Friday, March 16, 2018
There is depth and poise to the music. The half-hour opus "Hermestanze" (2013) for violin and piano forms the most remarkable of the three works, filled with intricate beauty. There is no direct similarity but one nonetheless recalls Stravinsky and Hindemith. There is a definite twist in form however that sets this work apart. In the tradition of earlier composers such as Schumann, the music is conceived of as a song cycle, in this case for violin and piano. 13 discrete yet interrelated song-like movements grace our ears, with a reprise of "Hermes, Messenger of the Gods" at the conclusion. This is no Neo-Romanticism in spite of the roots of the form. It is decidedly Modern and Classically balanced in the best ways. Jacob Ashworth commissioned the work and gives it definitive form. Lee Dionne makes an ideal partner for the performance. It is superb music, superbly played.
The "Solo Sonata" (2002) (with Ashworth on violin in the outer movements, viola in the middle) has the seriousness of purpose of similar works by Bartok, Reger and Hindemith. The imaginative and idiomatic use of violinistic articulations (such as double stops and harmonics) and a combination of momentum and moodiness mark Kander out as a worthy successor to the 20th century masters of such configurations.
"A Garden's Time Piece" (2011) is based on the poetry of Leslie Lasky. It has an introspective, contemplative air about it and a touchingly sparse demeanor thanks to Kanders well conceived parts. Ashworth's violin is the sole accompaniment to Jessica Petrus and her movingly sweet soprano voice. The nicely articulated performance and the considerable charm of the music win the day if you take the time to listen closely.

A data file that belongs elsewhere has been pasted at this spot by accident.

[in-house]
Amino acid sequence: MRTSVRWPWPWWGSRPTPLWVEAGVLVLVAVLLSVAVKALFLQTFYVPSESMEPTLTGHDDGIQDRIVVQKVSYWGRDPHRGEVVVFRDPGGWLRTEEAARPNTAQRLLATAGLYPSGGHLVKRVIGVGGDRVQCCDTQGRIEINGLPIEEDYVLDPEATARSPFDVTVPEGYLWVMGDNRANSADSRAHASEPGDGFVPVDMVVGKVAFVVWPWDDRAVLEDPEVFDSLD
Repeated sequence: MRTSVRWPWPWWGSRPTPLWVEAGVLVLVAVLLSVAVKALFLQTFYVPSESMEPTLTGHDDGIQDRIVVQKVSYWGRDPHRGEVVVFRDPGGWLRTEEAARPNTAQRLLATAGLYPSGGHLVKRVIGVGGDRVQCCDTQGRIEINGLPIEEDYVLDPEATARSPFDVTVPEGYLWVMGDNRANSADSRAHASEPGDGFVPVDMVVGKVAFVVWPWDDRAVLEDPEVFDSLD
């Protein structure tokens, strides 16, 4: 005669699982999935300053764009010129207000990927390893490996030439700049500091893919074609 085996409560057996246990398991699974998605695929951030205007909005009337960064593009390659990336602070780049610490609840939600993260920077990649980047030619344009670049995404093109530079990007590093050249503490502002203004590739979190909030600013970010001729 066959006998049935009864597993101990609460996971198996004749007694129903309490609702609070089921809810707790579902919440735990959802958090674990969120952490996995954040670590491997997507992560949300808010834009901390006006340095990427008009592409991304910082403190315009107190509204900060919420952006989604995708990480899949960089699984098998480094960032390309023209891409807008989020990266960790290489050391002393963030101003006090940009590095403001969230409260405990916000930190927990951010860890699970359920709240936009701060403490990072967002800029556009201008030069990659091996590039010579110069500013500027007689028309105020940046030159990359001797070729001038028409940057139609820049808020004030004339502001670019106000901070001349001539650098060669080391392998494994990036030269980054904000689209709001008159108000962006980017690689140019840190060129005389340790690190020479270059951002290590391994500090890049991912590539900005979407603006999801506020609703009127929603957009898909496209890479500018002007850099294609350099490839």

Susan Kander has genuine torque as a fully accomplished voice on the Modern scene. Get this one if a new wrinkle on Neo-Classicist New Music appeals. If you do not know whether that is so for you or not listen carefully and you may well be convinced that Kander is worth hearing and a welcome original exponent today.
Wednesday, March 14, 2018
Liberatore makes very varied and imaginative use of tunings, preparations, and both conventional and unusual sounding techniques for the twelve solo interludes on this CD. Hammering on the strings with objects, bowing, cycles of picking arpeggiation, scraping, rubbing, striking and plucking at once, glissandi, open strings along with stops, harmonics, etc.
Each composition is rather improvisatory in that it realizes a particular way to sound the guitar in a way that has immediacy. Some seem overtly, compositionally structural; others are free-flowing sound color realizations. All have in their own way a striking sonance, a special sound universe, all seem like soundtracks to some heightened state of being. Not all interludes are completely tabula rasa in terms of extended techniques. It all however holds together as a suite of musically vibrant works.
Beyond and aside from the rather ingenious ways the guitar is rethought with the various extended techniques of which Matteo makes very creative use, the music fascinates on its own. Bravo!
Tuesday, March 13, 2018